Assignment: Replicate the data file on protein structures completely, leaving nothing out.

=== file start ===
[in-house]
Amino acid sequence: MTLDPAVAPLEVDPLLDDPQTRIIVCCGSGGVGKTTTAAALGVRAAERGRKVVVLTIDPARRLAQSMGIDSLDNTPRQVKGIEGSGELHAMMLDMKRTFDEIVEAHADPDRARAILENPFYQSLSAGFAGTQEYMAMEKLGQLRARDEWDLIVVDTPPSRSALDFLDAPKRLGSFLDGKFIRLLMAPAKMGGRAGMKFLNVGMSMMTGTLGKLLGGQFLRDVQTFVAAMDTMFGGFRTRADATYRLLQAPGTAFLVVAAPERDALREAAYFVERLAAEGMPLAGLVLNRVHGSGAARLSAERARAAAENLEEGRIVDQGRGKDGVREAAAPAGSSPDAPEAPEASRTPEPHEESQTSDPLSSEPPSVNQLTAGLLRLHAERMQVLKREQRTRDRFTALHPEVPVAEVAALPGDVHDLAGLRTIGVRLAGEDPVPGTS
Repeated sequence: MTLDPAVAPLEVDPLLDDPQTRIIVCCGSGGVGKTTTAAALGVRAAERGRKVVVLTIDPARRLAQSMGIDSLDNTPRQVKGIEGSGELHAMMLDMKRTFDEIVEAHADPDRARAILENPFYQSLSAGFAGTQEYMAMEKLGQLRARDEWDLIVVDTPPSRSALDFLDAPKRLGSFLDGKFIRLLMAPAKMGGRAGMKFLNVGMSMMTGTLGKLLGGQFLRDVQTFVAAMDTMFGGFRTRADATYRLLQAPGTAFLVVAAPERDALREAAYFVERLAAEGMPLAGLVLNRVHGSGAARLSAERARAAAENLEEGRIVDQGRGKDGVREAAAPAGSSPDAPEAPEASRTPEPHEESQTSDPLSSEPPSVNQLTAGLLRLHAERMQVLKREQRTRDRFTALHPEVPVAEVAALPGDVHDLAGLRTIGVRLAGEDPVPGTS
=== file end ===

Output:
[in-house]
Amino acid sequence: MTLDPAVAPLEVDPLLDDPQTRIIVCCGSGGVGKTTTAAALGVRAAERGRKVVVLTIDPARRLAQSMGIDSLDNTPRQVKGIEGSGELHAMMLDMKRTFDEIVEAHADPDRARAILENPFYQSLSAGFAGTQEYMAMEKLGQLRARDEWDLIVVDTPPSRSALDFLDAPKRLGSFLDGKFIRLLMAPAKMGGRAGMKFLNVGMSMMTGTLGKLLGGQFLRDVQTFVAAMDTMFGGFRTRADATYRLLQAPGTAFLVVAAPERDALREAAYFVERLAAEGMPLAGLVLNRVHGSGAARLSAERARAAAENLEEGRIVDQGRGKDGVREAAAPAGSSPDAPEAPEASRTPEPHEESQTSDPLSSEPPSVNQLTAGLLRLHAERMQVLKREQRTRDRFTALHPEVPVAEVAALPGDVHDLAGLRTIGVRLAGEDPVPGTS
Repeated sequence: MTLDPAVAPLEVDPLLDDPQTRIIVCCGSGGVGKTTTAAALGVRAAERGRKVVVLTIDPARRLAQSMGIDSLDNTPRQVKGIEGSGELHAMMLDMKRTFDEIVEAHADPDRARAILENPFYQSLSAGFAGTQEYMAMEKLGQLRARDEWDLIVVDTPPSRSALDFLDAPKRLGSFLDGKFIRLLMAPAKMGGRAGMKFLNVGMSMMTGTLGKLLGGQFLRDVQTFVAAMDTMFGGFRTRADATYRLLQAPGTAFLVVAAPERDALREAAYFVERLAAEGMPLAGLVLNRVHGSGAARLSAERARAAAENLEEGRIVDQGRGKDGVREAAAPAGSSPDAPEAPEASRTPEPHEESQTSDPLSSEPPSVNQLTAGLLRLHAERMQVLKREQRTRDRFTALHPEVPVAEVAALPGDVHDLAGLRTIGVRLAGEDPVPGTS